(2) Exposing U.S. policymakers, scholars, and business leaders to a unique perspective on women’s opportunities and challenges in Arab world countries; and
(3) Developing a top-tier network of WIn Fellows across the MENA region who can support one another and serve as ambassadors for women’s economic participation.
Collaboration between the Atlantic Council and Georgetown University provides a year-long program that includes: A tailored executive education program offered by Georgetown University McDonough School of Business; mentoring and networking opportunities with leading American and Arab experts and business executives; and workshops with subject matter experts to advance government and business policies that increase women’s economic participation.
The inaugural program was launched in Saudi Arabia with support from the U.S. Embassy in Riyadh, PepsiCo, and UPS, as well as the American Chamber of Commerce in Saudi Arabia. The inaugural program included over 30 Saudi women entrepreneurs and 35 mentors from such companies as Careem, Mastercard, Pepsi, Majid El Futtaim, and Boeing, among others.
Female entrepreneurs in the MENA region have made remarkable strides in recent years, despite socio-economic and cultural obstacles. According to the empowerME Initiative at the Atlantic Council, one out of every three tech companies in the Arab world has a female leader, which represents a higher percentage than that of California’s Silicon Valley.
The potential of Arab businesswomen is significant, yet it remains underutilized because of certain legal, financial, and social barriers. Supporting and promoting entrepreneurship among women, according to the Atlantic Council, can create more job opportunities, boost economies, and help to reduce poverty. According to the Organization for Economic Cooperation and Development (OECD), the MENA region is losing an estimated $575 billion annually because impediments are holding back women business leaders.
Increasing female entrepreneurship leads to more inclusive, prosperous, and equal societies. In the words of the Atlantic Council, “To fully leverage the economic and social benefits of increased female entrepreneurship, policymakers must take steps to establish an enabling environment for these women to prosper and grow.” The WIn Fellowship is designed to do just that.
A Chamber Perspective
The NUSACC dinner celebrated Saudi women entrepreneurs. In the words of David Hamod, NUSACC’s President & CEO: “We know the value of entrepreneurship and its contributions to transformation and job creation. We also know the value of women business owners and their contributions to a nation’s commerce. Tonight, we bring those together under one roof.”
Saudi Vision 2030, a “blueprint” for the Kingdom, has established a goal to create one million jobs for women by the year 2030. In that spirit, Saudi Arabia has the third-highest percentage worldwide of women holding entrepreneurial roles, according to a report by London-based Global Entrepreneurship Monitor (GEM), which studied 43 countries.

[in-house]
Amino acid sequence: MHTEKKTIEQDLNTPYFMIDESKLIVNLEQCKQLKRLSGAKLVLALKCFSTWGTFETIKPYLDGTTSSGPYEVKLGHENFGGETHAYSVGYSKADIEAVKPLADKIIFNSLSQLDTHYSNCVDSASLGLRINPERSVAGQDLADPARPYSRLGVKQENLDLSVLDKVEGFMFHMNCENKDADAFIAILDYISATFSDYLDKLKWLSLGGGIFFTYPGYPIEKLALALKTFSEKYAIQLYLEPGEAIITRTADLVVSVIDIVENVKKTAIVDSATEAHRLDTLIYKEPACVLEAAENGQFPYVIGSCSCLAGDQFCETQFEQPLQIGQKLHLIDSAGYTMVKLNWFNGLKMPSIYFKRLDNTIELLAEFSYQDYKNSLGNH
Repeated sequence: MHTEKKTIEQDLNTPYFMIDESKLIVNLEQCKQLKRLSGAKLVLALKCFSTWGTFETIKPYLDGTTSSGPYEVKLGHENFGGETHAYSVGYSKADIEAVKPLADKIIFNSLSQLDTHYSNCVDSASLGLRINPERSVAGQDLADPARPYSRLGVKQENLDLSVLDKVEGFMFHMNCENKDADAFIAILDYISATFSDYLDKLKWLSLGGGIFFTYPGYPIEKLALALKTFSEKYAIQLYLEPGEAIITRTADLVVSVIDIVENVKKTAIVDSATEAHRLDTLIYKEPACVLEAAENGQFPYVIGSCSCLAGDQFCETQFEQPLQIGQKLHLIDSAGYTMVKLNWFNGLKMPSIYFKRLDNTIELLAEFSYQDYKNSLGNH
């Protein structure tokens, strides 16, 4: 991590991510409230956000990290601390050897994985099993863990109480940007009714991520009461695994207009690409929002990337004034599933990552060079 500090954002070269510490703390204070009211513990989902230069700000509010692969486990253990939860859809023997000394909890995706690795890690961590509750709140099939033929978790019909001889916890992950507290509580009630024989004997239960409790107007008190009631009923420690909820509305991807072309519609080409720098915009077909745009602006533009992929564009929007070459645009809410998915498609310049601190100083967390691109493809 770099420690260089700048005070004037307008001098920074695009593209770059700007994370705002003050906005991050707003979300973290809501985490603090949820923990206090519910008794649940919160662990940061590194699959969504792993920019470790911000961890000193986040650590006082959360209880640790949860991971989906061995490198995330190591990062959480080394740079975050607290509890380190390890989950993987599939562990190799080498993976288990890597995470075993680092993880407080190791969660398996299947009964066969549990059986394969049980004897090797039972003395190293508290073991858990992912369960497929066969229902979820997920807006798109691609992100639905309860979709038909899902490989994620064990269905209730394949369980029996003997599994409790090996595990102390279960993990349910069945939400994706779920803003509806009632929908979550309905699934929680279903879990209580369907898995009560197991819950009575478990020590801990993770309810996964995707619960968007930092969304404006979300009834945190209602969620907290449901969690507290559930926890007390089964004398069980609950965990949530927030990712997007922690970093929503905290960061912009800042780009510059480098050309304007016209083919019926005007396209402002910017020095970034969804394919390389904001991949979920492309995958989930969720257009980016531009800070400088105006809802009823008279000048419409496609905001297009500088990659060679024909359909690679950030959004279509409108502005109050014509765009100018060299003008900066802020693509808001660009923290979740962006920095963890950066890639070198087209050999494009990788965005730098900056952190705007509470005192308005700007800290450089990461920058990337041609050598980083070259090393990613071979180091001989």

That same report also found that start-ups launched by women in Saudi Arabia are essentially on par with start-ups launched by Saudi men. This suggests that the business culture of the Kingdom is changing, opening the door to greater participation by businesswomen.
“It takes guts to start a new business,” noted Hamod. “One needs a strong appetite for risk, and one cannot fear failure. This last point – fear of failure – may be the most challenging aspect for all of us.”
Hamod cited Thomas A. Edison, widely regarded as America’s greatest inventor. Edison once said, “I have never failed. I’ve just found 10,000 ways that won’t work.”
“In other words,” Hamod suggested, “what sometimes feels like failure may, in fact, be an opportunity.”
He concluded, “Tonight, we are getting a glimpse of the future of Saudi Arabia. Women have always done great things. And Saudi women have always done great things. But when they have a platform like the WIn program supporting them, they will do even greater things.”
The Embassy of Saudi Arabia served as Lead Sponsor for the dinner. H.H. Prince Musab Al Saud, Deputy Chief of Mission, noted, “The women entrepreneurs here today represent the immense talent and thriving business ecosystem in the Kingdom. It is an ecosystem that represents the key principles of Vision 2030 with inclusion at its core.”
PhRMA served as the Gold Sponsor of the dinner. Mr. Samir A. Khalil, a NUSACC Board Member, serves as PhRMA’s Executive Director for Middle East & Africa, based in Dubai, UAE.
“PhRMA is distinguished by our R&D and innovation,” said Khalil, “and these are essential for entrepreneurs. I’m pleased and honored that we could help these Saudi women entrepreneurs with their respective journeys as young professionals.”
Amjad Ahmad, Chairman of the empowerME program at the Atlantic Council’s Rafik Hariri Center, noted that this week’s WIn Fellowship road show represented a “fantastic opportunity for our fellows to connect with influential government officials, business leaders, and policymakers to exchange ideas and network. The NUSACC dinner provided an excellent platform to discuss the economic and social change in Saudi Arabia and how to build more business opportunities between the U.S. and Saudi Arabia.”
Ahmad concluded, “I highly appreciated NUSACC’s support of the WIn Fellowship and the Chamber’s efforts in hosting a very memorable event.”